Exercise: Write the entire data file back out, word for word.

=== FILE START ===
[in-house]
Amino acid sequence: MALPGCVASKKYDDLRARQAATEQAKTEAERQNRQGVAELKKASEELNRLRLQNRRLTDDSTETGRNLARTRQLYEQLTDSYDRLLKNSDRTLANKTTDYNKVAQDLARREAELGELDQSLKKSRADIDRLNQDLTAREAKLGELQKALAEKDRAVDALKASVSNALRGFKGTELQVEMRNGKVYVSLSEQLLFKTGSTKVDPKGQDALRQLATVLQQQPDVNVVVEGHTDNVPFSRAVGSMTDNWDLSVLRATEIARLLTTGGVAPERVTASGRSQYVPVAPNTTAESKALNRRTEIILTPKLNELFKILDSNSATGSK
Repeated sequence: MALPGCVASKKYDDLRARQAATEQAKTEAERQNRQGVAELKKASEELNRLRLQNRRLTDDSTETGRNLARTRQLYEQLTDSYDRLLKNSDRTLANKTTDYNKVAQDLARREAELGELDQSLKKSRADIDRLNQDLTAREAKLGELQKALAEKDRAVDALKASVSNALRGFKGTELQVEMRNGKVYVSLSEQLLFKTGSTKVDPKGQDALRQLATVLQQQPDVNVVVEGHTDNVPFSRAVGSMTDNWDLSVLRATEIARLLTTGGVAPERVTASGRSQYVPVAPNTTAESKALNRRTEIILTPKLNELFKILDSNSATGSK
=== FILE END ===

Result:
[in-house]
Amino acid sequence: MALPGCVASKKYDDLRARQAATEQAKTEAERQNRQGVAELKKASEELNRLRLQNRRLTDDSTETGRNLARTRQLYEQLTDSYDRLLKNSDRTLANKTTDYNKVAQDLARREAELGELDQSLKKSRADIDRLNQDLTAREAKLGELQKALAEKDRAVDALKASVSNALRGFKGTELQVEMRNGKVYVSLSEQLLFKTGSTKVDPKGQDALRQLATVLQQQPDVNVVVEGHTDNVPFSRAVGSMTDNWDLSVLRATEIARLLTTGGVAPERVTASGRSQYVPVAPNTTAESKALNRRTEIILTPKLNELFKILDSNSATGSK
Repeated sequence: MALPGCVASKKYDDLRARQAATEQAKTEAERQNRQGVAELKKASEELNRLRLQNRRLTDDSTETGRNLARTRQLYEQLTDSYDRLLKNSDRTLANKTTDYNKVAQDLARREAELGELDQSLKKSRADIDRLNQDLTAREAKLGELQKALAEKDRAVDALKASVSNALRGFKGTELQVEMRNGKVYVSLSEQLLFKTGSTKVDPKGQDALRQLATVLQQQPDVNVVVEGHTDNVPFSRAVGSMTDNWDLSVLRATEIARLLTTGGVAPERVTASGRSQYVPVAPNTTAESKALNRRTEIILTPKLNELFKILDSNSATGSK